Joe Frazier made a public appearance at the Saratoga Race Course in August, so I was surprised when I read about two months later that he was in a hospice for the liver cancer that took his life on November 7, 2011. Memories flooded my mind because Frazier and I are from the same generation and I can vividly recall his rise to prominence and his famous bouts against Muhammad Ali and George Foreman.
Frazier was a World’s Heavyweight Champion when boxing and horse racing were much bigger deals than they are today. Both sports lost out over the years to a variety of other sporting and entertainment options, largely owing to self-inflicted wounds.
In Frazier’s era, the environment surrounding a world’s heavyweight championship fight or a Triple Crown race was as electric as it gets. And champions in the ring and on the turf were widely recognized by the general public.
This was a golden age of sports that included the likes of Frazier and Ali, Vince Lombardi and Jim Brown, Mickey Mantle and Sandy Koufax, Arnold Palmer and Jack Nicklaus, and numerous others, as well as such equine greats as Buckpasser, Secretariat, and Forego. Kelso was going out of the limelight when Joe Frazier was coming into it.
I did not root for Smokin’ Joe in his three classic bouts with Muhammad Ali because I grew up in Louisville, Kentucky, and followed the hometown boxer Cassius Clay. Yet I always admired the ferocity and heart that Frazier demonstrated and thought Ali (Clay) wrongly disparaged him as a person in a successful effort to promote ticket sales by turning Frazier into a villain.
The animosity between Frazier and Ali was evidently real, however, and helped to make Howard Cosell famous. Cosell was once sitting between Frazier and Ali on a television program, interviewing them, when suddenly they went after one another and dislodged Cosell’s toupee in the process.
As a heavyweight fighter who was shy of six-feet-tall, Frazier was disadvantaged in reach against much taller opponents like Ali and George Foreman. But Frazier had a powerful build and his punches were devastating. The brutal Frazier-Ali fight known as the “Thrilla in Manila” likely did lasting damage to both men.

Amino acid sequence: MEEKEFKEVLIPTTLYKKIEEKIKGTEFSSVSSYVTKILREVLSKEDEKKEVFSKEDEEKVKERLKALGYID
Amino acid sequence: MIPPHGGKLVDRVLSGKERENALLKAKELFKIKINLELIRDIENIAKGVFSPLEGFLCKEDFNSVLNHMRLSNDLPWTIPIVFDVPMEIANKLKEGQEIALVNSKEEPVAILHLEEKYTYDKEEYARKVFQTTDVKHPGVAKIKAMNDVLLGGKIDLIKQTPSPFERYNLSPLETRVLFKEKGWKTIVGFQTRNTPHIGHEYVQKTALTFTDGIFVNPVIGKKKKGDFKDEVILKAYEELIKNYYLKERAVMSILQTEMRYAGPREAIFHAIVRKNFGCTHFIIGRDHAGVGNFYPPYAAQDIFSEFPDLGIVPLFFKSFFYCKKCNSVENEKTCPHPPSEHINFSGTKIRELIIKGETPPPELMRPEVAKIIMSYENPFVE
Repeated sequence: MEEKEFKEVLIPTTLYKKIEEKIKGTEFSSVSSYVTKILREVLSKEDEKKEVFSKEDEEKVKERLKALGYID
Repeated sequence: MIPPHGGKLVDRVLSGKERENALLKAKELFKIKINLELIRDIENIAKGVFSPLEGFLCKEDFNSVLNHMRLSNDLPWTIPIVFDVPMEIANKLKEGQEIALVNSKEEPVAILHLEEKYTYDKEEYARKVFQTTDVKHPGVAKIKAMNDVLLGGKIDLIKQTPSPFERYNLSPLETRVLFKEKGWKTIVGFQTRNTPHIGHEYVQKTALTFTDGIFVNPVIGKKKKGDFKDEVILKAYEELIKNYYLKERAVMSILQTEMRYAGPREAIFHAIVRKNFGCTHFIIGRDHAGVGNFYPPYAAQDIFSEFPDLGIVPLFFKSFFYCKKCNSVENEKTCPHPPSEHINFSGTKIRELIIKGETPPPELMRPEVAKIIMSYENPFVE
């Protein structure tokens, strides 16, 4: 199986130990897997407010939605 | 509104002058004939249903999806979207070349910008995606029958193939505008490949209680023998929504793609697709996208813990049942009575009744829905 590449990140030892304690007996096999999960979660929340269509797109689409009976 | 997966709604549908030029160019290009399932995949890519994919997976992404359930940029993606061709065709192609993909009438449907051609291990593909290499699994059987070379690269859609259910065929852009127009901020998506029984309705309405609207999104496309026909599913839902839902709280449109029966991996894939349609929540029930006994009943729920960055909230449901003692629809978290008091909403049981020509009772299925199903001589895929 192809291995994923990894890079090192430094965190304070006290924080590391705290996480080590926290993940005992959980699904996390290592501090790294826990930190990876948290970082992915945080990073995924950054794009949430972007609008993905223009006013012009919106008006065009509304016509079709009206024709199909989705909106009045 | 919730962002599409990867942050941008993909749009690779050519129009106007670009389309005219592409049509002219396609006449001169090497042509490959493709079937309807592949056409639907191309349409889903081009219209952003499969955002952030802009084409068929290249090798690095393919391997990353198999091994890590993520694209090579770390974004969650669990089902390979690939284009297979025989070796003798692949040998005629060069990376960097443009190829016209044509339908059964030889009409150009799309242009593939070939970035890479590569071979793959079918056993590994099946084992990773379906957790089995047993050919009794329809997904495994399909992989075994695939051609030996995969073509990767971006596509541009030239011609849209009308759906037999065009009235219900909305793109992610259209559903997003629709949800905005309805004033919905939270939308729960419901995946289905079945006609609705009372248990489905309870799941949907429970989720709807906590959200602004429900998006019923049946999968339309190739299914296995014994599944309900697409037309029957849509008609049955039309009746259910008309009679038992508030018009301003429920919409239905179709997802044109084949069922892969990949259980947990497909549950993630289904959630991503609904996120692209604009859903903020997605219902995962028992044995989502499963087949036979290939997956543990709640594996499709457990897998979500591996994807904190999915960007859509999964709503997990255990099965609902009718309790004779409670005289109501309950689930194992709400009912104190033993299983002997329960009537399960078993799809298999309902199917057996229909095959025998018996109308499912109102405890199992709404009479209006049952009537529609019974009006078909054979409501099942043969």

Ali, now severely hobbled by Parkinson’s, was a sad sight at the Frazier funeral. It was hard to watch and difficult to believe that this was the same fellow who use to “float like a butterfly and sting like a bee” and is one of the greatest boxers of all time. The vicious left hook that Frazier used to momentarily send Ali crashing to the canvas on his back in round 15 of the first of their three fights–called the “Fight of the Century”–might alone have been enough to cause brain damage.
Today’s football and basketball players are generally much bigger and faster than their predecessors of 40-45 years ago. On the other hand, old-time baseball players (Bench, Clemente, Gibson and other legends) were arguably better than the current crop of players because the most gifted athletes of the day went into the then-most-lucrative sport of Major League Baseball. But there are no ifs and maybes about the boxers and racehorses of Joe Frazier’s time: they were better than the present-day crop by a country mile.
Every generation of young sports fans tends to dismiss the remembrances of older folk about the supposed superiority of the athletes of their day as being mostly nostalgia. Count me as old and nostalgic, but I really believe that the top boxers and the best racehorses of the period when Joe Frazier was in his prime would, in general, wipe the floor with the leading boxers and racehorses of the 21st century.
Today’s heavyweight champions would be hard pressed to rank in the top ten contenders in Frazier’s era. Similarly, while Zenyatta could hold her own with Ruffian, she is the exception. Imagine a contemporary colt in the same race with Damascus, Dr. Fager, and Buckpasser. Talk about choosing your poison. Sham, second banana to Secretariat, would be a sensation if he were a 3-year-old in 2011—possibly a Triple Crown winner.
Smokin’ Joe seemed to be indestructible. He could be beaten but not broken. Now this iron man from South Carolina and later South Philly is gone in his late 60s. Reminds me of the day I heard that the hulking specimen Secretariat had to be put down at a relatively young age for a breeding stallion.
Joe Frazier’s passing is a vivid reminder of a golden age in sports. Thanks, Champ, for the memories of a gallant warrior who rose from poverty to fame and asked no quarter from anyone in the ring or life.
Copyright © 2011 Horse Racing Business